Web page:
Is Your NPS Old School or New School?

The shifts in market dynamics demand a new-school approach to customer experience management and the Net Promoter Score and methodology.
Customer Experience

When it was first introduced more than a decade ago, Net Promoter proved the tremendous value of getting customer experience right with its proven linkage to financial outcomes. Yet today, 95 percent of companies still fail to exceed customer expectations, and U.S. brands lose approximately $41 billion each year due to poor customer experience.1, 2

Why? Times have changed, and merely getting the basics of CX right simply doesn't cut it anymore. Over the past decade we've seen remarkable change in every aspect of business: Subscription-based business models steal customers from market leaders hand over fist, growth hacking companies are disrupting entire industries through improved CX, and social media promoters and detractors often overshadow million dollar marketing campaigns through word of mouth alone. At the same time, customers are more difficult to please than ever before. Empowered with more access to information and lower switching costs, customers sit in the driver's seat and push businesses to differentiate beyond price.

These shifts in market dynamics demand a new-school approach to customer experience management and the tried and true, but tired, Net Promoter Score and methodology. It's time to evolve or be overtaken by your competitors.

Relying on more than a decade of experience and learnings from the field, we recently set out to develop new tools and best practices to help companies deliver even more value to customers by driving a culture of customer centricity throughout their organizations. When we launched NPS2 in June of 2015 three core factors shaped our thinking.

Changing Market Dynamics: We needed to adjust NPS to make it fit within today's uber-connected, technologically powered business climate. Today, social media amplifies the power of peer-to-peer recommendations like never before. Moreover, a growing list of category leaders like Amazon Prime, Dollar Shave Club, and Massage Envy have proven the power of the subscription model and highlighted the need to focus on customer lifetime value. Similarly, disrupting startups like Uber and Airbnb continue to unseat long-held market leaders, mainly through the power of change.

Best Practice Learning:
Over the past decade, we learned that the most successful CX programs optimize the customer experience across the entire customer journey. Therefore, we had to look beyond measuring one transaction at a single point in time, and measure every touchpoint along the customer journey. Also, we saw the need to help break down organizational siloes to encourage broader enterprise adoption of CX programs. To do so, we made the case for integrating customer data within the broader set of business analytics, and put customer feedback into the hands of employees who can actually do something with it.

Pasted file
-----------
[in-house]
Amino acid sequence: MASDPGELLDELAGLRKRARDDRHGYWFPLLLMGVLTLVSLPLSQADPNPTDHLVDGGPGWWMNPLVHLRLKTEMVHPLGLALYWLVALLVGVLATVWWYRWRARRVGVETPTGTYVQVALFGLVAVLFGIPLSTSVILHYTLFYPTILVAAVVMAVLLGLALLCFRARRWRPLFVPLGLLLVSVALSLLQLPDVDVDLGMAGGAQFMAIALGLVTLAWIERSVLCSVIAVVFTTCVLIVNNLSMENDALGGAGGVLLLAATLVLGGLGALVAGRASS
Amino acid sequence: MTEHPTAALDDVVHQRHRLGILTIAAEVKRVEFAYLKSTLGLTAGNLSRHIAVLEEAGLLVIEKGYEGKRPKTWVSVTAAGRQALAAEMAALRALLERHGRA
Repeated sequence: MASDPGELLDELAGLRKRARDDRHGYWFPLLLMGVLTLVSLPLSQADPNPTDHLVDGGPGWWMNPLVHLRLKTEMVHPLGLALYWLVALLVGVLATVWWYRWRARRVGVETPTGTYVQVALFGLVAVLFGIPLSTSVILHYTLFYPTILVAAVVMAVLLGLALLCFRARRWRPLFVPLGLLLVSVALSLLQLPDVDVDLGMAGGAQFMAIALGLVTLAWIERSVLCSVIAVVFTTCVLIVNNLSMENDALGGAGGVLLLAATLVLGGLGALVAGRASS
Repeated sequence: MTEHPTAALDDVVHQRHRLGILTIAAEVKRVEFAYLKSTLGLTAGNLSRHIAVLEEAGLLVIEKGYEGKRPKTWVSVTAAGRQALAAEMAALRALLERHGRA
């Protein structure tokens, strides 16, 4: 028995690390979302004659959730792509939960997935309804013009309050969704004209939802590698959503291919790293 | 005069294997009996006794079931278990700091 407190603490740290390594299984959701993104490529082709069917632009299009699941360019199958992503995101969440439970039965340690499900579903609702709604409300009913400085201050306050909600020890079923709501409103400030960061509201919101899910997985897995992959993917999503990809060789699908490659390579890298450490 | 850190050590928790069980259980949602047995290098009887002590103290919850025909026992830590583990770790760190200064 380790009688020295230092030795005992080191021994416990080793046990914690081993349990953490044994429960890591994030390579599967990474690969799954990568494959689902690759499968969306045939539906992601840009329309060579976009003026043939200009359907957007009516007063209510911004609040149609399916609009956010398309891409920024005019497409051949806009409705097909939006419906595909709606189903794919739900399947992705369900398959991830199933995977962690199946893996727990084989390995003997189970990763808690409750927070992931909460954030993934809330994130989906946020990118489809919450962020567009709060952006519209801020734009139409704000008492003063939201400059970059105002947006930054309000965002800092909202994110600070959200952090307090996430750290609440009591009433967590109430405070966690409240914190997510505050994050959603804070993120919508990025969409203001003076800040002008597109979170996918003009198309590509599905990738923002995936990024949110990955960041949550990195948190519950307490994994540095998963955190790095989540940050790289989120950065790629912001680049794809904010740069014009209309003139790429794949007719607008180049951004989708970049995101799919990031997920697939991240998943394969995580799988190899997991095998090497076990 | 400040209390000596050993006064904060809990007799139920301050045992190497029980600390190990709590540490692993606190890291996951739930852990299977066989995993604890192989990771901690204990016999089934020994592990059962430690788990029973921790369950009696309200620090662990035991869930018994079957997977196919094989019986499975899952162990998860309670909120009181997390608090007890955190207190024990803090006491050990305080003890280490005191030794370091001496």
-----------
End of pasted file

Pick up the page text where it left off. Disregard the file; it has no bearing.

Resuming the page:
Thought Leadership:
In 2005, the network of CX experts with field experience was limited. Today, there are many remarkably talented CX thought leaders who are expanding how we think about CX and customer experience management. By partnering with industry experts like Colin Shaw, Jeanne Bliss, Joseph Jaffe, Sean Risebrow, Bill Lee, Rijn Vogelaar, Brand Biology and Temkin Group, we expanded NPS2 deeper into areas such as employee engagement, promoter activation, custom-centric leadership culture, and new ways of understanding the emotional experience customers have with a brand.

We've now laid old school NPS to rest, reimagining it as the new school of NPS2, with four essential enhancements. These include creating a new measurement framework that's customer journey-focused and relies on continuously collecting the right data from the right customers. Measuring actionable insights and disseminating specific, meaningful information to frontline, management and executive staff that can best use the information to grow the business. Moving beyond closed loops, which are transaction focused, and toward smart loops, which are focused on strategic improvements and governance. Finally, encouraging organizational adoption to guarantee that customer data is integrated into the operational rhythms of the business, including communications, sales, compensation, and goal setting. The advances in NPS2 allow companies to deliver a truly customer-centric culture and provide them with a recommended technology framework to help them achieve their goals.

I'm proud of what long-time devotees of NPS have accomplished over the past decade. They now look beyond market research and focus on a more operational, day-to-day approach to customer loyalty. However, we need to acknowledge the disruptive, transformative forces that have altered the business playing field and continue to move beyond a research-based approach to CX. CX needs to become an integrated, operational discipline.

I encourage you to take a good first step in reimagining your CX program by visiting the new Net Promoter Network and becoming a member. The Net Promoter Network is a dynamic community and content hub for finding and sharing the latest NPS and CX-related resources, best practices, and thought leadership, including all the latest on NPS2 and NPS2 certification. The community is rich with frequently updated original materials where you can stay informed, ask questions, and find solutions. If you want to become part of the new school, the new Net Promoter Network is a great place to start.

1American Express, "2014 Global Customer Service Barometer, Findings in the United States," September 2014

2Smart Customer Service, "Research: U.S. Businesses Lose $41 Billion Annually Due to Poor Customer Service," December 18, 2013